What will Mother think on Mother's Day?
If ever there were a better word to describe the huge eclectic mix of homespun art (and more) now at the National Gallery of Art, than “outliers,” what might that be?
Nine rooms, spread over "acres" it seems, contain many variable pieces of art in all forms of media.
John B. Flannagan, 1895-1942, Dragon, 1932-1933, Whitney Museum of American Art, and, in background, William Edmondson, 1874-1951, Noah's Ark, c. 1930, Robert M. Greenberg Collection/Photo by Patricia Leslie
I welcome opportunities to see the ways artists interpret their surroundings and life, and bring to viewers and themselves, that which stuns and sometimes stimulates, not all for the good.
A mix of overlooked artists and those treated with disdain by the arts community over the last 100 years, is presented in this exhibition with more established names, like Marsden Hartley, Henri Rousseau, Edward Hicks, James Benning, Yasuo Kuniyoshi, and Jacob Lawrence.
William Edmondson, 1874-1951, Angel, 1931, Robert M. Greenberg Collection/Photo by Patricia Leslie
Some of it is disturbing and painful, like certain pieces by Forrest Bess (1911-1977), a paranoid schizophrenic who developed a cult following in the 1980s and conducted experiments on himself (with photographs) in his quest to become a hermaphrodite.
Many renderings document mental conditions, illnesses, and family backgrounds. Optimism is missing, a reflection of the time which the exhibition unfolds in three separate periods of turmoil, fast change, and revolution: 1924-1943, 1968-1992, and 1998-2013.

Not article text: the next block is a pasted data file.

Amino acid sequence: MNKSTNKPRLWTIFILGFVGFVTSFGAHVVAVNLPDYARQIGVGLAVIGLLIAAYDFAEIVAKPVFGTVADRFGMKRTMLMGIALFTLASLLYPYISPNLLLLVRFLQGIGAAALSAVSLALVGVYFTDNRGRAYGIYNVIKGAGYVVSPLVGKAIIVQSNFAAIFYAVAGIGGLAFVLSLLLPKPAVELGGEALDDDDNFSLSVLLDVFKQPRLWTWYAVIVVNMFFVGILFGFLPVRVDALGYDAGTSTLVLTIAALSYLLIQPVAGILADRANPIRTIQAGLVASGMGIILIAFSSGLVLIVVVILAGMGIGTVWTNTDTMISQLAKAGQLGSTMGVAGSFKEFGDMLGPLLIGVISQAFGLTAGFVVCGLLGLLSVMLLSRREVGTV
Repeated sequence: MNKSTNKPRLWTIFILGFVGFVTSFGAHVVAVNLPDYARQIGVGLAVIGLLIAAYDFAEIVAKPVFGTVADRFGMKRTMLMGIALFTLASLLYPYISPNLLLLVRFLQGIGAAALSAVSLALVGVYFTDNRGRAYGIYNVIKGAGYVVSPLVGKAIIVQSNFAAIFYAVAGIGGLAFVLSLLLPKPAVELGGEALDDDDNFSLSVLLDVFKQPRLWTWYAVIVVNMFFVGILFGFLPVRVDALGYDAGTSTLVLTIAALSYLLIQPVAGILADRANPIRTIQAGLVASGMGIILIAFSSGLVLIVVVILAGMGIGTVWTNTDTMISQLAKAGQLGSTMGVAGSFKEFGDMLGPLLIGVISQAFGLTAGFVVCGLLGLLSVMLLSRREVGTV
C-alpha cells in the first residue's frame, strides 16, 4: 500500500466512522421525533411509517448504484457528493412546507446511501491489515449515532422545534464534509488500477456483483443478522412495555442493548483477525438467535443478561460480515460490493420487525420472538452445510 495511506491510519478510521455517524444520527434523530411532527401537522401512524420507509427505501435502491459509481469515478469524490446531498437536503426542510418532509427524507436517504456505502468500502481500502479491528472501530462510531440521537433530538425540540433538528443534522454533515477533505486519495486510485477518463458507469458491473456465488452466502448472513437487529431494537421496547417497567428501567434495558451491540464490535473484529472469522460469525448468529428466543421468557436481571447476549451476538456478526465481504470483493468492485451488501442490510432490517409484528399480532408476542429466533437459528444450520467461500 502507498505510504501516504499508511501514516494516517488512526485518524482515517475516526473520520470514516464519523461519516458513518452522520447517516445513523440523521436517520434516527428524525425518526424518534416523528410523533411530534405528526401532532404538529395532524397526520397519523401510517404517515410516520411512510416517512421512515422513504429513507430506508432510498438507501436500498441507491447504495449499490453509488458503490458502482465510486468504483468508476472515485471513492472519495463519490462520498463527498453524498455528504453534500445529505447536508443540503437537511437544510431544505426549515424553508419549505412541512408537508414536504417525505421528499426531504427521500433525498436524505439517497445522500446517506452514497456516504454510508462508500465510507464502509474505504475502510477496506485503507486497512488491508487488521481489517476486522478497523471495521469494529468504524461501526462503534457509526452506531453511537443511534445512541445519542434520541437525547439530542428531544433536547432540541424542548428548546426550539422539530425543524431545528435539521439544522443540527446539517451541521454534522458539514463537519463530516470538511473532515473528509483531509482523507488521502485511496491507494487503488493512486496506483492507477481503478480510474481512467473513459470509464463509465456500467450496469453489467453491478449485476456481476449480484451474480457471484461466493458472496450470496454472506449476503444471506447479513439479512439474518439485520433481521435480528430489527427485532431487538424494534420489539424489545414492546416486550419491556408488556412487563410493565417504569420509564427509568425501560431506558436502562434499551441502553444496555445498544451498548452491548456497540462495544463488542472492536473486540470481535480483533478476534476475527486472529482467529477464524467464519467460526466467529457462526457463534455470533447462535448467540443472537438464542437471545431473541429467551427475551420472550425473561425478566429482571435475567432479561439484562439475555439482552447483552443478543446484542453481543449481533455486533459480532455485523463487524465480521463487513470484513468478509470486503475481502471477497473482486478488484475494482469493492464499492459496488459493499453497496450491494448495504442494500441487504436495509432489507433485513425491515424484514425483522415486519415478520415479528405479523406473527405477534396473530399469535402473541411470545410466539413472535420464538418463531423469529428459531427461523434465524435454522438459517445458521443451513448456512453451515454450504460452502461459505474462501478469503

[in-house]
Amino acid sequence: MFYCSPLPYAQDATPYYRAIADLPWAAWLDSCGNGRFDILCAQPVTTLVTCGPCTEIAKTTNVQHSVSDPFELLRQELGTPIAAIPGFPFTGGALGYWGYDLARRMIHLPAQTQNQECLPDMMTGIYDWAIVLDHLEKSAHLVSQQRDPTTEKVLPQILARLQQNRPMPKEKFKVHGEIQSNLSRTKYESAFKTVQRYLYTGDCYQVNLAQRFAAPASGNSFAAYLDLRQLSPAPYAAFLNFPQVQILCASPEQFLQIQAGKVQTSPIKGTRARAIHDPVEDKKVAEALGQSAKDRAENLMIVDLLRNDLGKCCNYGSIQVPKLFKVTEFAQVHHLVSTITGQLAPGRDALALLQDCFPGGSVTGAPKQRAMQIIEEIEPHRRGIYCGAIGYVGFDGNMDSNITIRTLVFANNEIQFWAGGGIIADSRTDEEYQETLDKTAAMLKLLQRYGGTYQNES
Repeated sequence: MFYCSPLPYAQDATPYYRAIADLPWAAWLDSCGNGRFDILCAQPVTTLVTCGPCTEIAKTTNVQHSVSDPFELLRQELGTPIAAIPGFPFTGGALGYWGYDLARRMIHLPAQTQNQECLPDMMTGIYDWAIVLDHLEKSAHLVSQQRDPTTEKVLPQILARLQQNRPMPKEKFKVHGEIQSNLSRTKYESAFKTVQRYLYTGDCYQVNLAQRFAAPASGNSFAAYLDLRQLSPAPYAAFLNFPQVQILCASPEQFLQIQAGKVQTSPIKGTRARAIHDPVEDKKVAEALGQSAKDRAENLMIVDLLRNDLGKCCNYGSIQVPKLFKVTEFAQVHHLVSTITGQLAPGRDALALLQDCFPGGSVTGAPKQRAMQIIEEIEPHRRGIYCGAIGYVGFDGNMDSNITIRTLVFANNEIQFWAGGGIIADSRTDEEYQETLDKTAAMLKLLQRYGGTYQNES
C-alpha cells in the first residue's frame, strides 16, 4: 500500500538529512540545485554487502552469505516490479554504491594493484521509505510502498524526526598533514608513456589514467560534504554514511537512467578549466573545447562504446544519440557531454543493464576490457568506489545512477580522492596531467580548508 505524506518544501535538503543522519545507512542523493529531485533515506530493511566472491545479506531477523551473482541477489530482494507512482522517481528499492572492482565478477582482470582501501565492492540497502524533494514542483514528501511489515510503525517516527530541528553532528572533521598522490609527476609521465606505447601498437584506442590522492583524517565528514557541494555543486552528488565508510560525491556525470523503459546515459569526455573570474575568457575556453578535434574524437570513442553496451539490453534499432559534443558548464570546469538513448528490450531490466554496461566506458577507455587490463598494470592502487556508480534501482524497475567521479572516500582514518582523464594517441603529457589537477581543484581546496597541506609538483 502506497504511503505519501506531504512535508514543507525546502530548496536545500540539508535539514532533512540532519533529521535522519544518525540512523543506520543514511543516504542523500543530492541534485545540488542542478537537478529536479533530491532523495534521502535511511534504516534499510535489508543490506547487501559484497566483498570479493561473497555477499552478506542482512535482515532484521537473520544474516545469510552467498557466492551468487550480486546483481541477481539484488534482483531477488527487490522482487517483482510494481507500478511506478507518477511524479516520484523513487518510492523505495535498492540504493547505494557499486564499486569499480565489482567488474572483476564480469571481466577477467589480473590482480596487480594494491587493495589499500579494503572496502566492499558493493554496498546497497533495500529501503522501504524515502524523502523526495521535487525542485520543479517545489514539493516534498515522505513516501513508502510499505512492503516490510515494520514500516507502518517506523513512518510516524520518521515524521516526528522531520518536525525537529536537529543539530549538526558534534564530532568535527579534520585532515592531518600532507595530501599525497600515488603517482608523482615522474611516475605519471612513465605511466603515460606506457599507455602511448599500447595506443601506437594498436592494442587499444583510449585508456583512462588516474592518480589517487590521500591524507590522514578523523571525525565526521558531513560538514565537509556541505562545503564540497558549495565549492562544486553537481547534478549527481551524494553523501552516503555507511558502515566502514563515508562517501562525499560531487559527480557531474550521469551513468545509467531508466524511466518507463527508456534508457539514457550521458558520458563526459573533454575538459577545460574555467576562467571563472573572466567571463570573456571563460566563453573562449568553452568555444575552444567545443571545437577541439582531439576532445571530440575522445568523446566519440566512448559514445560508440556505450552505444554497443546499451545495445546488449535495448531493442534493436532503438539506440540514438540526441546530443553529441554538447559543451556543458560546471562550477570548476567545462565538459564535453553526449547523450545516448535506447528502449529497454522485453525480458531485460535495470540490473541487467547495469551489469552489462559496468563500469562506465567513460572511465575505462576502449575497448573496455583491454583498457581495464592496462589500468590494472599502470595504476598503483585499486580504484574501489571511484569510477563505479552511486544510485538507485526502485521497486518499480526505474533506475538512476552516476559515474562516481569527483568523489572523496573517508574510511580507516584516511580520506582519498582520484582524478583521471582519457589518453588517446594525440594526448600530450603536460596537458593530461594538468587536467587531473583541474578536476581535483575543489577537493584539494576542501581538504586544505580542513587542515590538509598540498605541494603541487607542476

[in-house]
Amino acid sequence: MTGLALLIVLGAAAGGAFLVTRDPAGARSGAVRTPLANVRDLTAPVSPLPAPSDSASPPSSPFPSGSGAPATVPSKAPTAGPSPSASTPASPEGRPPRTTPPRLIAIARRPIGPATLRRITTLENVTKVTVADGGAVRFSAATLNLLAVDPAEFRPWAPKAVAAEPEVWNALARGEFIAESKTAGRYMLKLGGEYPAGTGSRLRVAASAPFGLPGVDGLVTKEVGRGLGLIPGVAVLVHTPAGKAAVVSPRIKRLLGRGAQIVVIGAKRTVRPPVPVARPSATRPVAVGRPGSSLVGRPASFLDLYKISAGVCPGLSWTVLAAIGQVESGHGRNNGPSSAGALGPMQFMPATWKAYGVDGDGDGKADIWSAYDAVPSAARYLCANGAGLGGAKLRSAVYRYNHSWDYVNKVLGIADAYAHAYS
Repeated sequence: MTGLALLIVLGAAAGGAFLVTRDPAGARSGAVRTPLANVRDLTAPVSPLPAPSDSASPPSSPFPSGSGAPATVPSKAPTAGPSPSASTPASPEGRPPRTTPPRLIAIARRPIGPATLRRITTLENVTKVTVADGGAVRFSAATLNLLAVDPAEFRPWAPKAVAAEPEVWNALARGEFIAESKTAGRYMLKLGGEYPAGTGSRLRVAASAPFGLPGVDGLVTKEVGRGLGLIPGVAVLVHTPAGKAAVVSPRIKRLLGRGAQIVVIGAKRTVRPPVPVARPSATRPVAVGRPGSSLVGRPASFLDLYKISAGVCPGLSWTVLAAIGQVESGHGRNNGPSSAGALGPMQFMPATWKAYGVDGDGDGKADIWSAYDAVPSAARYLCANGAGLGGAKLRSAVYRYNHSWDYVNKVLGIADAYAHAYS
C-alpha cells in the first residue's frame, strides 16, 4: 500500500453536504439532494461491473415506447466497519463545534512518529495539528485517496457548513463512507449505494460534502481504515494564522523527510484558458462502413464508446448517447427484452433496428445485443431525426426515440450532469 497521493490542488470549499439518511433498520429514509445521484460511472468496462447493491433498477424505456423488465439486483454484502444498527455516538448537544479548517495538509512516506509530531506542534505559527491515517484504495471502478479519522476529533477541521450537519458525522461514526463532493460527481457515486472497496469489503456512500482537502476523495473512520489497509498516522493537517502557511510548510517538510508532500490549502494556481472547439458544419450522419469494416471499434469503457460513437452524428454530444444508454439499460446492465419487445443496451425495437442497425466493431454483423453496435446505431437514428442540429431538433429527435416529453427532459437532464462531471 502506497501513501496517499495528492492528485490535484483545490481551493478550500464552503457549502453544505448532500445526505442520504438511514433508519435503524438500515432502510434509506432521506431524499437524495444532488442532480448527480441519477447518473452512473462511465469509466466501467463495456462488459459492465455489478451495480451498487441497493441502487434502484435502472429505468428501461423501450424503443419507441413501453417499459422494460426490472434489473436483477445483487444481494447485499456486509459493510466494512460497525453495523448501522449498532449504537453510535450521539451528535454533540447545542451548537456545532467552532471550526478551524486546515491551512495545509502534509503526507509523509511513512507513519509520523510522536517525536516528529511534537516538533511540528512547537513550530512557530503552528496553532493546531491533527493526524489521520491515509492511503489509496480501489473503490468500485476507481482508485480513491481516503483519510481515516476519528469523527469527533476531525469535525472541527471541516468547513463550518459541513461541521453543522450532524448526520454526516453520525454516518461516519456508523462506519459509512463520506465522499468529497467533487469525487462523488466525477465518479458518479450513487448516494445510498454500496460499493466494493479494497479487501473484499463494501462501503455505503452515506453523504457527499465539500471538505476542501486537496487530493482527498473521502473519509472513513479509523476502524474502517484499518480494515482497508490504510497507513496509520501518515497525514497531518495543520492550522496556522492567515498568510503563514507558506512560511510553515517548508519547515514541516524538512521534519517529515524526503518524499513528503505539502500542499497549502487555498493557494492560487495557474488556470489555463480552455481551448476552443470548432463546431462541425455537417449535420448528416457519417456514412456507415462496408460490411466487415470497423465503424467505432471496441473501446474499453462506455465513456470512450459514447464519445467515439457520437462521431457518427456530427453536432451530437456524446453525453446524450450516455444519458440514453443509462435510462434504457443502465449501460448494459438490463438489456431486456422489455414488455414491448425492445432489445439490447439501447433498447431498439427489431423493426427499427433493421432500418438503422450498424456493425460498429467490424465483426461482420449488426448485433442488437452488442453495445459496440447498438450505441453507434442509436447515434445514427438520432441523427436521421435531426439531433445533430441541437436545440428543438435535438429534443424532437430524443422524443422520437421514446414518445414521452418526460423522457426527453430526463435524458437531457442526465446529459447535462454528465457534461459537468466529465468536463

William Edmondson, 1874-1951, Tombstone with Bird, 1934-1941, Newark Museum/Photo by Patricia Leslie
The first period leads up to and includes the Second World War; the second, the anti-war movement and worldwide revolution, and the third blends the unschooled and schooled where difference is not a disadvantage but more traditional materials and practices balance the cosmos.
I must start with works by sculptor William Edmondson (1874-1951) from Nashville, my former home, and the growing reputation he has earned as his works continue to capture collectors' admiration.
William Edmondson, 1874-1951, Jack Johnson, 1934-1941, Newark Museum/Photo by Patricia Leslie
In January, 2016, at Christie's Mr. Edmondson's Boxer set a world auction record for a piece of outsider art, selling for $785,000, a price perhaps since exceeded.
I well remember the press and accolades his sculptures received at a 1981 exhibition at the Tennessee State Museum, one of the first institutions to honor him, preceded in 1937 by the Museum of Modern Art when Mr. Edmondson became the first black artist to have a solo show.
His birth date is uncertain due to a fire which destroyed the family Bible where important events were kept. Census records reveal that Mr. Edmondson, the son of slaves, was likely born in 1874.
He worked at various jobs and sold vegetables he grew in his backyard when, in 1934, a vision from God told Mr. Edmondson to begin sculpting a tombstone which he did, and kept going, using discarded limestone from old buildings to make decorative yard art, religious pieces, and more cemetery markers.
He never enjoyed much of a reputation while he was living, but public exposure was not a goal. He was driven by his heart to make godly things.